Editor's note: This feature is part of a series of stories to mark Hispanic Heritage Month, which runs Sept. 15-Oct. 15.
When Nancy Godoy began researching her family tree, she ran into some roadblocks.
“My family couldn’t remember who some family members were anymore,” she said.
That’s the problem with not documenting history — it can get lost or forgotten. Godoy's work at Arizona State University is aimed at making sure that doesn't happen for the Chicano community as a whole.
As the curator of the Chicano Research Collection at ASU’s Hayden Library, Godoy spends hours sifting through crumbling photos, decades-old campaign pins, protest pamphlets and other such Chicano"Chicano" refer to Mexican-Americans or those of Mexican heritage. "Hispanic" to countries (or their peoples) originally colonized by Spain. "Latino" is close in meaning to "Hispanic" but includes countries such as Brazil. culture memorabilia, all in the name of preserving the “collective memory of a community that is under-documented.”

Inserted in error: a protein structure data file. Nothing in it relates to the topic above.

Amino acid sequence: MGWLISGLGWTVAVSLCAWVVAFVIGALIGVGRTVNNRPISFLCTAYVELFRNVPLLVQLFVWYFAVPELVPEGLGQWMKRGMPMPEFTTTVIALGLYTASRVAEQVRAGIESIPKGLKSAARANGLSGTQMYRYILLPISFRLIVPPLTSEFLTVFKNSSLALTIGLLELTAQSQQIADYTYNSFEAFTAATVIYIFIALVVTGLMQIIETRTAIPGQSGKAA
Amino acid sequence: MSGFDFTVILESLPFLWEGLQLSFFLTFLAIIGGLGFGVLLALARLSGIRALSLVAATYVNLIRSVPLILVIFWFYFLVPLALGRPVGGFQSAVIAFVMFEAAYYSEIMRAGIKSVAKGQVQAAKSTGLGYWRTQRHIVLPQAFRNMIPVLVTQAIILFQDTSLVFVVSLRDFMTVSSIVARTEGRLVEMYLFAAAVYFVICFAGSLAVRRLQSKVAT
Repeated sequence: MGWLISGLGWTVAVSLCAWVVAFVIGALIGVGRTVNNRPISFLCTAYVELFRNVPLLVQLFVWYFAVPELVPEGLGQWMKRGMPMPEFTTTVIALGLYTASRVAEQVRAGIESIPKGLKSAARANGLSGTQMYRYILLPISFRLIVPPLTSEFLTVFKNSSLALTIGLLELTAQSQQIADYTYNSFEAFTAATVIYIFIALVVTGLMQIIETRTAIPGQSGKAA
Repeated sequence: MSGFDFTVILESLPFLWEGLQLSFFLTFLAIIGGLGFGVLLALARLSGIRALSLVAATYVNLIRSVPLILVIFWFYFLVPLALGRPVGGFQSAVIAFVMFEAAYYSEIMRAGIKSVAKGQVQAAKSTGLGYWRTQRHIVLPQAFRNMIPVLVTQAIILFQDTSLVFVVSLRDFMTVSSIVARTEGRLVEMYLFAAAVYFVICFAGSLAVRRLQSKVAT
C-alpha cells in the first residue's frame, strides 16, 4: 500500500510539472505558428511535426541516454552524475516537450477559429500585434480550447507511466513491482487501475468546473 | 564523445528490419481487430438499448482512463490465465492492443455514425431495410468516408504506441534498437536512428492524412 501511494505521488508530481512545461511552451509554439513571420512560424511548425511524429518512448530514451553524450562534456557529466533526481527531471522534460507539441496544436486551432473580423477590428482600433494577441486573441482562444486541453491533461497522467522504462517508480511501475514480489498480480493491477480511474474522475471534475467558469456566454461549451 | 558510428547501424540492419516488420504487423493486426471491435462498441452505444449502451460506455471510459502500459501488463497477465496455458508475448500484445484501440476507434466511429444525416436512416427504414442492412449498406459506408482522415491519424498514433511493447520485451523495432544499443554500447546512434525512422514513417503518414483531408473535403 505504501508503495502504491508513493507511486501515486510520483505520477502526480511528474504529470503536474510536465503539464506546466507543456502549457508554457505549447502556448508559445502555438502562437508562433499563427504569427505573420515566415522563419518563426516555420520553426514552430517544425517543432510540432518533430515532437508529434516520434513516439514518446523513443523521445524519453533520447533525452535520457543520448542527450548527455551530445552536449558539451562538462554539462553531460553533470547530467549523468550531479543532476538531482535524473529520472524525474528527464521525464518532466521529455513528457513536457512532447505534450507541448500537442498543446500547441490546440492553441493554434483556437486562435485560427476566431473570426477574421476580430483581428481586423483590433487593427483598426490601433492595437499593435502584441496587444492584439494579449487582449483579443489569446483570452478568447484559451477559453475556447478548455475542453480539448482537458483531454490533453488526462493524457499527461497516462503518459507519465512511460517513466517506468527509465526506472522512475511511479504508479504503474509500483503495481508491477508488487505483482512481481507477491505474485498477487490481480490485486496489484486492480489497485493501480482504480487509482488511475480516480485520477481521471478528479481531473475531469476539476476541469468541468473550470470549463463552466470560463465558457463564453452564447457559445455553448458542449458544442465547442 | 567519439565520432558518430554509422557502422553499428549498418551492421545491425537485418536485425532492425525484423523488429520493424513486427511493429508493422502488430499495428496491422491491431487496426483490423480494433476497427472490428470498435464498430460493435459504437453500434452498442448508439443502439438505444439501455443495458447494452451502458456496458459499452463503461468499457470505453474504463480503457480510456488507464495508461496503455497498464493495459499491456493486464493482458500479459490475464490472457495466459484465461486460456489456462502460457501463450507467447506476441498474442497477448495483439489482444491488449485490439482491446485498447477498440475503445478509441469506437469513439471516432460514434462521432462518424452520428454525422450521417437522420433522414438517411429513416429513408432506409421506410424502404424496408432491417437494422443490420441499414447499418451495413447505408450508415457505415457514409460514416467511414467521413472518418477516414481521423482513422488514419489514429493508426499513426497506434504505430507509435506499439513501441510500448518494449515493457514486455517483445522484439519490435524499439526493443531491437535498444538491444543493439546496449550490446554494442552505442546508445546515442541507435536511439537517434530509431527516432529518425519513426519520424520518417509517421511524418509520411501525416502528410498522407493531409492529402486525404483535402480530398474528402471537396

This year, the collection celebrates its 45th anniversary. It was established in 1970, at the height of the Chicano Movement, in response to student and faculty demand for academic resources that reflected their personal experiences.
Christine Marin (left, pictured Sept. 4) was working in Hayden Library's bibliography department at the time when Bill Axford, then the library's new director, and Manuel Servine, who had been recruited from the University of Southern California to teach Chicano history for the first time at ASU, tapped her to be the bibliographer of the collection.
“I met Dr. Servine, I met Dr. Axford, and the two of them said, ‘Chris, do you want to be the bibliographer of the Chicano studies collection?’ ” Marin recalled. “I said, ‘Yes. What do I do?’ ”
Servine responded by handing over to Marin several bibliographies of Chicano books and sources he had prepared before coming to ASU. Along with student workers, she went through each list, checking to see what the library had and what it did not, which they then ordered.
Although academic resources were great, Servine thought the collection needed a little something extra. He told Marin to go out with her student workers and start bringing back pamphlets, posters, pins and whatever else they could find at local protests, gatherings and Mexican-American Student Organization meetings on campus.
“Little by little, we would start collecting all of this ephemera that would reflect something that was going on at the time,” Marin said. “So here I am, inching myself closer to that telephone pole, crowd over there … yanking the poster off the telephone pole, rolling it up, and saying, ‘Here, take it! Take it to the car! Hurry!’
“And then, of course, people would see me and say, ‘Chris, you don’t have to do that, we’ll give them to you!’ ”